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University of Toronto Scarborough
Janelle Leboutillier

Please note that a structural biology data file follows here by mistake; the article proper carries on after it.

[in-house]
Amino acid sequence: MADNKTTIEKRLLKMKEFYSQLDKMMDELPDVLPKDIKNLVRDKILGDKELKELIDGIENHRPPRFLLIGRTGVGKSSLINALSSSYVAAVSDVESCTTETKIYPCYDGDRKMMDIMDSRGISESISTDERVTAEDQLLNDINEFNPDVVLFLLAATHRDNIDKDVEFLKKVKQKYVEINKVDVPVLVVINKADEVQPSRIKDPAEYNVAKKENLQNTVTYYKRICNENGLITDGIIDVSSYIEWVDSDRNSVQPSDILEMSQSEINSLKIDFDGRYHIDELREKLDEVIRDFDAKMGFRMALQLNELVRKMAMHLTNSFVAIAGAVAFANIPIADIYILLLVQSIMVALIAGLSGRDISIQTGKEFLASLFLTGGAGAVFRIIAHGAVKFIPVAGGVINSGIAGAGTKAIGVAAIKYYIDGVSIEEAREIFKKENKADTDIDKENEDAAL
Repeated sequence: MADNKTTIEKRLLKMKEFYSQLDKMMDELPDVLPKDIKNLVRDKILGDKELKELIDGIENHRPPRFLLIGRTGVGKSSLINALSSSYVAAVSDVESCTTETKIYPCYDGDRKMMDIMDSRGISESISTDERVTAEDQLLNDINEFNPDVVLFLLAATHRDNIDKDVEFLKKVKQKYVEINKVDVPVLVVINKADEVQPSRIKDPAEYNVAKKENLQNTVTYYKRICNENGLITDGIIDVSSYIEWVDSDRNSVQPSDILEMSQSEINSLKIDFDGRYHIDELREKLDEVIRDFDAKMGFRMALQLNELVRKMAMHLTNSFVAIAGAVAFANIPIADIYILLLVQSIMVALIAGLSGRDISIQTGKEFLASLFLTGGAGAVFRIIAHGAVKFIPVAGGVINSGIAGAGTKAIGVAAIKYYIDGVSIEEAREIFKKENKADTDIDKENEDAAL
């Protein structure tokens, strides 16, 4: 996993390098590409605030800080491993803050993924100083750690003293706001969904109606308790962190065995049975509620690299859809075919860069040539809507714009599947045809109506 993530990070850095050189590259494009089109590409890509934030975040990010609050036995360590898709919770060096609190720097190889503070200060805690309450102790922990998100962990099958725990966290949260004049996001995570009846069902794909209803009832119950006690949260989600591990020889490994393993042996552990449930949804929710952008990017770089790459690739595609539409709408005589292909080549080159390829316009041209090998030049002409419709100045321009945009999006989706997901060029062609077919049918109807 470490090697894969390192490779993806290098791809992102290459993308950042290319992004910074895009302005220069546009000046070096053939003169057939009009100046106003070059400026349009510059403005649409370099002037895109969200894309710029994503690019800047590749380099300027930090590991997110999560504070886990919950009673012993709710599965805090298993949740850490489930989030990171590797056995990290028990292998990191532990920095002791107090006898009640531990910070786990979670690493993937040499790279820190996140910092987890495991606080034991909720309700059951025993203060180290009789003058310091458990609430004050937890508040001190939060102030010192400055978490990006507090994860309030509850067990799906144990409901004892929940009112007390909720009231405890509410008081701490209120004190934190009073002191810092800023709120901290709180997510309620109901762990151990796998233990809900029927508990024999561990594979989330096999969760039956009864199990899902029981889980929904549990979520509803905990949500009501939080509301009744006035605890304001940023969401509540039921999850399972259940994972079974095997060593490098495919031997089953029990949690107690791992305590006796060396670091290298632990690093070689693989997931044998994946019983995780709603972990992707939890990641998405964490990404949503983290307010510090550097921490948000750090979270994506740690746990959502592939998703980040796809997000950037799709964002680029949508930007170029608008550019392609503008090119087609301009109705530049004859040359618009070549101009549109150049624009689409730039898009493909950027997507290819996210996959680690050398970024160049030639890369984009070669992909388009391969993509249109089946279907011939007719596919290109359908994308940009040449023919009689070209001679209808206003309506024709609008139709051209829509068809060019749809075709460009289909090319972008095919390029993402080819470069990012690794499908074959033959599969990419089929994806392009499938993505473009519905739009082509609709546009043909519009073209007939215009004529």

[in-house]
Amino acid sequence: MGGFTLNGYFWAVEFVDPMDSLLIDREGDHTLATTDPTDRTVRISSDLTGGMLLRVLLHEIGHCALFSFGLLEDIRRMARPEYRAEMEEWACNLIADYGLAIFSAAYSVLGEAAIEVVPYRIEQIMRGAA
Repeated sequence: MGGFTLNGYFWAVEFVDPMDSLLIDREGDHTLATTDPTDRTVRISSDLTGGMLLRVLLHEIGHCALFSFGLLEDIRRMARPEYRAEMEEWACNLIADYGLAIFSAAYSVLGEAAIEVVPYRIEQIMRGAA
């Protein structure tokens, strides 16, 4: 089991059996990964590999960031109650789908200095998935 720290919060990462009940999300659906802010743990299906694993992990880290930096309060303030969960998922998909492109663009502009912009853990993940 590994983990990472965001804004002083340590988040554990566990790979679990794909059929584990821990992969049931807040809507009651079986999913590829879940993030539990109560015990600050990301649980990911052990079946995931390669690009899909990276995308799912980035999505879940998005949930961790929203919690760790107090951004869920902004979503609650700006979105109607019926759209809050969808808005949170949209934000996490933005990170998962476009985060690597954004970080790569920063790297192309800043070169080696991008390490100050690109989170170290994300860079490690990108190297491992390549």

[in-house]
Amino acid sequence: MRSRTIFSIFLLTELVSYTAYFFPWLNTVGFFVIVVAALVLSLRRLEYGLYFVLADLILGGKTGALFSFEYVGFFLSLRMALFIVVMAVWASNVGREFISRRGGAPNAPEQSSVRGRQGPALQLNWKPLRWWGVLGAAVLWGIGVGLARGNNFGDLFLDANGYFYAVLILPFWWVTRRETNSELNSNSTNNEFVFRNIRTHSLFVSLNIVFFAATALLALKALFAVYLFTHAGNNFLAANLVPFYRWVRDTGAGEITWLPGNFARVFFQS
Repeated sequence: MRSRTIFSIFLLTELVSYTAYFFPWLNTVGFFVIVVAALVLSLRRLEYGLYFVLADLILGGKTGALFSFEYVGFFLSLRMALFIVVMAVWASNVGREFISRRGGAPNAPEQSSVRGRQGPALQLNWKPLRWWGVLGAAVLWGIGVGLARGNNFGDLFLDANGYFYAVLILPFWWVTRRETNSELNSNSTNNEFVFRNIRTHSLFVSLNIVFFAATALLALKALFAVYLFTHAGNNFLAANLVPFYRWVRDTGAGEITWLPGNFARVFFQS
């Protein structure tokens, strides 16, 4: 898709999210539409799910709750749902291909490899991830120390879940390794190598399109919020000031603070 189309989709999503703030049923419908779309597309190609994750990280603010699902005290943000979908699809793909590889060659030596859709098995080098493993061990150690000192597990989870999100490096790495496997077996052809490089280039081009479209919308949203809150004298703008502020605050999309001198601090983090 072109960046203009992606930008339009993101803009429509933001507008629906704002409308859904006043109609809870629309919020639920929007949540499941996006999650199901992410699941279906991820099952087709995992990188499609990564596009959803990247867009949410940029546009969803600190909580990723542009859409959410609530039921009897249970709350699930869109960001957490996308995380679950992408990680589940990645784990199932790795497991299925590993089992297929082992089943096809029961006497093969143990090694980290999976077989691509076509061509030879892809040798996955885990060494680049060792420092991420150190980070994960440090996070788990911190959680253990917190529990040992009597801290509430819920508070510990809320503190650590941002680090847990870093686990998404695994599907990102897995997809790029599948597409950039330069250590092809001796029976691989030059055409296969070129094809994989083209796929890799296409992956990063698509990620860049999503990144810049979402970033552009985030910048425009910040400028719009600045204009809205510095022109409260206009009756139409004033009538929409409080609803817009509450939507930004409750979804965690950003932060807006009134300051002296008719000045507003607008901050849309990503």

PSYB64: Introduction to Physiological Psychology Lecture 5: Temperature, Regulation, Thirst, & Hunger Overview 1. Homeostasis 2. Temperature 3. Thirst 4. Hunger 5. Obesity & Hunger Disorders Homeostasis  Homeostasis: Physiological equilibrium  Motivation: Activating and directing behavior  Regulation of Body Temperature o Set point o Mechanisms for detecting deviation o Internal and behavioral elements to regain set point  Adaptations to Temperature o Endotherms  Maintain constant body temp. o Ectotherms  Body temp. same as environment = amphibians, reptiles and most fish Multiple Thermostats in the Nervous System 1. Hypothalamus: Set zone = 37 degrees 2. Brain stem: Set zone = 36-38 degrees 3. Spinal cord: Set zone = 35-39 degrees Surface-to-Volume Ratios Affect Temperature Regulation  The higher an animal’s surface to volume ratio the harder it must work to maintain core temperature  Small animals have larger surface to volume ratios hence maintaining core temperature is harder for them than for larger animals? Who works harder to maintain this ratio, the rat or the human? RAT WORKS HARDER TO MAINTAIN TEMPERATURE Homeostasis  Behavioral Responses to Heat and Cold o Ectotherms more dependent on behavioral devices o Changes in position, weight, color and composition of fur  Endothermic Responses to Heat and Cold o Automatic internal response to deviations in temperature  Responses to lower temperatures  Shiver  Blood vessels constrict  Thyroid hormone increase  Responses to lower temperatures  Perspiration, licking  Blood vessels dilate Adaptations of Appendages to Climate  Animals in warm climates disperse heat by having slim bodies and long appendages  Animals in cold climates conserve heat by having compact, stocky bodies and short legs, tails, and ears  These foxes are found in (left) warm, (center) temperate, and (right) Arctic climates. Homeostasis  Deviations in Human Core Temperature o Fever  Controlled increases in core temp set point during illness o Heat stroke (hyperthermia)  Occurs when core temperature increases due to failure of compensatory mechanisms o Hypothermia  Usually results from exposure to extremely cold environments  Emergency Hypothermia video clip   Can hypothermia be a good thing for people who have cardiac arrest?  Raynauds Disease o Blood vessels constrict, keeping most of the blood away from the surface of the skin where heat loss is greatest o With this disease the blood vessel constriction is too extreme causing sudden spasms in arteries often in the fingers and toes in response to cold  Brain Mechanisms for Temperature Regulation See Fig 9.7  Temperature Regulation in Infancy o Relatively helpless in adapting to temperature o Consider also rat pups in social environment The Hypothalamus Controls Temperature Regulation (Figure 9.7)  The preoptic area (POA) of the hypothalamus, along with adjacent areas of the anterior hypothalamus and septum, coordinates incoming information from thermo-receptors with structures responsible for appropriate responses to higher core temperatures such as panting, sweating, and the dilation of blood vessels  The posterior hypothalamus is responsible for initiating responses to cooler core temperatures such as shivering and blood vessel constriction.  Backup systems for temp control are located in the brainstem and spinal cord  POA responds to warm temps  Posterior hypothalamus responds to cool temps Thirst: Regulation of the Body’s Fluid  Intracellular and Extracellular Fluids o Extracellular fluid (33%) o Intracellular fluid (67%)  Osmosis Causes Water to Move o Water moves from an area with lower concentration of solutes to an area with higher concentration o Hypotonic (lower solute conc.) versus hypertonic (higher solute conc.)  The Role of the Kidneys o Excretes excess fluids and sodium The Body’s Fluids Are Held in Three Compartments (Figure 9.8)  About two thirds of the body’s fluid is stored as intracellular fluid  The remaining third is stored as extracellular fluid, divided between the interstitial fluid (anything in between) surrounding cells (26 percent) and the blood supply (7 percent)  The cerebrospinal fluid accounts for less than 1 percent of the body’s fluids. Osmosis Causes Water to Move (Figure 9.9)  Water will move from an area of higher concentration of solutes to an area of lower concentration of solutes  When salt is added into a tube separated from a container by a membrane, water will enter the tube to equalize the concentration of solutes on both sides of the membrane  When water is added to the tube, water will move into the container Sources of Typical Daily Fluid Loss and Intake in Humans (Table 9.1) TYPICAL DAILY LOSS TYPICAL DAILY INTAKE Source Approximate Daily Source Approximate Daily Quantity Quantity Urine 1.4 Liters Fluids from 1.2 liters beverages Perspiration, Fluids contained in evaporation, 0.9 Liters food 1.0 liters respiration Feces 0.2 liters Water 0.3 liters TOTAL LOSS 2.5 liters TOTAL INTAKE 2.5 Liters Thirst: Regulation of the Body’s Fluid  The Sensation of Thirst o Occurs as a result of osmotic (drops in the intracellular fluid volume) = exercising and hypovolemic (drops in blood volume) thirst = loss of a lot of blood  Can you think of examples of when these may occur?  Mechanisms of Osmotic Thirst o Osmoreceptors located in the brain o Organum vasculosum of the lamina terminalis (OVLT)  Mechanisms of Hypovolemic Thirst o Baroreceptors measure blood pressure o Receptors in the heart and kidneys Detecting Osmotic Thirst (Figure 9.10)  The organum vasculosum of the lamina terminalis (OVLT), located near the third ventricle, contains osmoreceptors that detect osmotic thirst  The subfornical organ (SFO) initiates drinking in response to detection of angiotensin II  Along with the nucleus of the solitary tract, the SFO communicates with the median preoptic nucleus of the hypothalamus  The median preoptic nucleus communicates with the zona incerta by way of the lateral hypothalamus  The zona incerta connects with a number of motor areas responsible for drinking behavior.  OVLT detects cellular dehydration  SFO, solitary tract, MPOA, zona incerta connects with motor areas responsible for drinking behaviour Hypovolemic Thirst (extra-cellular) Thirst: Regulation of the Body’s Fluid  Hormones, Sodium, and Thirst o Antidiuretic hormone (ADH) or vasopressin o Low blood volume stimulates hunger for sodium  Initiation of Drinking o Begins when angiotensin II acts on subfornical organ (SFO)  Cessation of Drinking o Fluid receptors in mouth, throat, digestive system o Hyponatremia Antidiuretic Hormone Begins a Sequence of Events Leading to Fluid Conservation (Figure 9.11) Thirst: Regulation of the Body’s Fluid  Thirst and Sports Drinks o Provides more sodium than other beverages, which helps athletes retain fluids and may prevent hyponatremia o Saltier tastes encourages athletes to drink more  What is HYPONATREMIA? o An electrolyte disturbance in which sodium concentra